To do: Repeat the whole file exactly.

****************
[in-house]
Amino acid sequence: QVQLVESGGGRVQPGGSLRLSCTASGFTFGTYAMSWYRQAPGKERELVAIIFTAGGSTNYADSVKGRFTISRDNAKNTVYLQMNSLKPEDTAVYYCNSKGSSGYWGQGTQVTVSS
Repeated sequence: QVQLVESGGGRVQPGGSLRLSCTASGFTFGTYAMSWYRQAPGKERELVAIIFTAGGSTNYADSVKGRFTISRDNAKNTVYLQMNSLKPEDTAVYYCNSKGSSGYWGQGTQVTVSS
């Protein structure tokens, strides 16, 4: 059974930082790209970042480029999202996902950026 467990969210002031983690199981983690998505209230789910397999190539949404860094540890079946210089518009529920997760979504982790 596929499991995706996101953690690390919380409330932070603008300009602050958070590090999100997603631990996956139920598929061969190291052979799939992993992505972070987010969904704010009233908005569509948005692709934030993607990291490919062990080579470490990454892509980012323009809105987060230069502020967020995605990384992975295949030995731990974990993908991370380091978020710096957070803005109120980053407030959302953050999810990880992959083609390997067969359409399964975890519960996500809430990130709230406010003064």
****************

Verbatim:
[in-house]
Amino acid sequence: QVQLVESGGGRVQPGGSLRLSCTASGFTFGTYAMSWYRQAPGKERELVAIIFTAGGSTNYADSVKGRFTISRDNAKNTVYLQMNSLKPEDTAVYYCNSKGSSGYWGQGTQVTVSS
Repeated sequence: QVQLVESGGGRVQPGGSLRLSCTASGFTFGTYAMSWYRQAPGKERELVAIIFTAGGSTNYADSVKGRFTISRDNAKNTVYLQMNSLKPEDTAVYYCNSKGSSGYWGQGTQVTVSS
């Protein structure tokens, strides 16, 4: 059974930082790209970042480029999202996902950026 467990969210002031983690199981983690998505209230789910397999190539949404860094540890079946210089518009529920997760979504982790 596929499991995706996101953690690390919380409330932070603008300009602050958070590090999100997603631990996956139920598929061969190291052979799939992993992505972070987010969904704010009233908005569509948005692709934030993607990291490919062990080579470490990454892509980012323009809105987060230069502020967020995605990384992975295949030995731990974990993908991370380091978020710096957070803005109120980053407030959302953050999810990880992959083609390997067969359409399964975890519960996500809430990130709230406010003064």